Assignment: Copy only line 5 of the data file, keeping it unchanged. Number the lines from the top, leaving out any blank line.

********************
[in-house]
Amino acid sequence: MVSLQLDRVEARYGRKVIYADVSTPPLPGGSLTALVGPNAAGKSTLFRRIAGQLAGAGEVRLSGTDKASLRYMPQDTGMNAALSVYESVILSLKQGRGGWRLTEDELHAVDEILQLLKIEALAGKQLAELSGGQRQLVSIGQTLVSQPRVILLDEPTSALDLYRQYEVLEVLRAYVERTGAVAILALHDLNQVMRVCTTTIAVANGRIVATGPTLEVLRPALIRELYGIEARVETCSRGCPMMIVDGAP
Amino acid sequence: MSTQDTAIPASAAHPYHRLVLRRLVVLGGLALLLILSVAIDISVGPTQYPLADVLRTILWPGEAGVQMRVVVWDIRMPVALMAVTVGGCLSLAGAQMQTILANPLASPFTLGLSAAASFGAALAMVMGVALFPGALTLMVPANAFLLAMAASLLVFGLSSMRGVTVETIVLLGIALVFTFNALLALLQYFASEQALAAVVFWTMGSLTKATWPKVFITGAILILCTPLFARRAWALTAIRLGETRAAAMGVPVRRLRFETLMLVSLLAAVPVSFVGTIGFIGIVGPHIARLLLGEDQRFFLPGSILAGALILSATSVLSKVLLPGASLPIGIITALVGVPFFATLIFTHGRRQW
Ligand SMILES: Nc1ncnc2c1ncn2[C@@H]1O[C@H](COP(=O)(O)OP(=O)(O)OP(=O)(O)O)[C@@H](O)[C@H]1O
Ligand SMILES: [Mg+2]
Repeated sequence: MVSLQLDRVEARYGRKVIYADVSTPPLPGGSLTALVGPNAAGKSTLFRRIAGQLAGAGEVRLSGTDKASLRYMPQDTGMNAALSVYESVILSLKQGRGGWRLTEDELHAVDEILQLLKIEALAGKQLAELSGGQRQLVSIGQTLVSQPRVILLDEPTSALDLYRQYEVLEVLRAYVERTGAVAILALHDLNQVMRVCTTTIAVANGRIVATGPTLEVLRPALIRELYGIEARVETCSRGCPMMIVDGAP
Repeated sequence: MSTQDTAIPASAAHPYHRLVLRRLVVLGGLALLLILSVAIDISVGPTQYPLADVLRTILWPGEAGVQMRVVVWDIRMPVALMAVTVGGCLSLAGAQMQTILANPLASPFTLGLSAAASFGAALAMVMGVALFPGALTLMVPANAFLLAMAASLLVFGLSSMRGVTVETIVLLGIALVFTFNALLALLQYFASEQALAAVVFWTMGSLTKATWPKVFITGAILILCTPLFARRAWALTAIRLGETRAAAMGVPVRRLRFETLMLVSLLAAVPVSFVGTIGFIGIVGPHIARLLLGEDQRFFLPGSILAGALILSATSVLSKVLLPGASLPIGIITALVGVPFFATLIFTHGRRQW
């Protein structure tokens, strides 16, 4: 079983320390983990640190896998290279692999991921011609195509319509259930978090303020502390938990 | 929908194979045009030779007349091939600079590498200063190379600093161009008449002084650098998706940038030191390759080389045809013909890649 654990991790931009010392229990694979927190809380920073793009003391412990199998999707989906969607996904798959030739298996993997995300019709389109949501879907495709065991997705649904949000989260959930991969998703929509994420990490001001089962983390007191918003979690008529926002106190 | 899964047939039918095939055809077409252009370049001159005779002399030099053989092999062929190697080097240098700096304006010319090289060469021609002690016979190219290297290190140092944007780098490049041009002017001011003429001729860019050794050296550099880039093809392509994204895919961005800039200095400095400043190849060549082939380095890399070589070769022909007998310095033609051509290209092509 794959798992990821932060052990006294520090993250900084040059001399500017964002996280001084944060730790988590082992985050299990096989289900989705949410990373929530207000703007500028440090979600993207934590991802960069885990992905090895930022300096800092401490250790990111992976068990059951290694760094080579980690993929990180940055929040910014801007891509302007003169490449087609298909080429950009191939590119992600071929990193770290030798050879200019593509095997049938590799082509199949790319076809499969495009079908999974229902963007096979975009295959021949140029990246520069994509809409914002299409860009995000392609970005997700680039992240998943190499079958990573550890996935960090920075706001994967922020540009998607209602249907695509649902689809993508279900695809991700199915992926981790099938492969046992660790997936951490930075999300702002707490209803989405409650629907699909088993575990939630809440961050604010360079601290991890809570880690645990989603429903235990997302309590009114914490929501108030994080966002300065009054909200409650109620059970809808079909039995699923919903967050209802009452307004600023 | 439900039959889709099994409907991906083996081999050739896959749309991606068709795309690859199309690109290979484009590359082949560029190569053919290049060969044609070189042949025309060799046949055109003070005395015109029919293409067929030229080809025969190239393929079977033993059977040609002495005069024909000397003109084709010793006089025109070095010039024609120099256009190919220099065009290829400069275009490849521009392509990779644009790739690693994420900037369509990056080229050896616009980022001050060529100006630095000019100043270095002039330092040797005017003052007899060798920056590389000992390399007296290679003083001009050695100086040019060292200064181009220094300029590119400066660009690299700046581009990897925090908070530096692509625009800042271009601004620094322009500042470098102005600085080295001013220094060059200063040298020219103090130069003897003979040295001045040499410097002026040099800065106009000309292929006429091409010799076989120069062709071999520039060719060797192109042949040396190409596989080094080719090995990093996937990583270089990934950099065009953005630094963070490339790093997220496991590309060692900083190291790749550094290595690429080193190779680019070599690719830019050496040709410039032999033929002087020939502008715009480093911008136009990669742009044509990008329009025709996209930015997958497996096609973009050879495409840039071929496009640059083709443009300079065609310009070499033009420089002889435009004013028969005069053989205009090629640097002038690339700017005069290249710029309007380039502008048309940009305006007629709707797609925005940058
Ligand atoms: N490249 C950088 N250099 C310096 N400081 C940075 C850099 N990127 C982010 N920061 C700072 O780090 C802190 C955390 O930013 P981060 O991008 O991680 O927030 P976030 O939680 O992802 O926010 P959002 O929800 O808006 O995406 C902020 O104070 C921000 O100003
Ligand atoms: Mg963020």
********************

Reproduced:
Ligand SMILES: [Mg+2]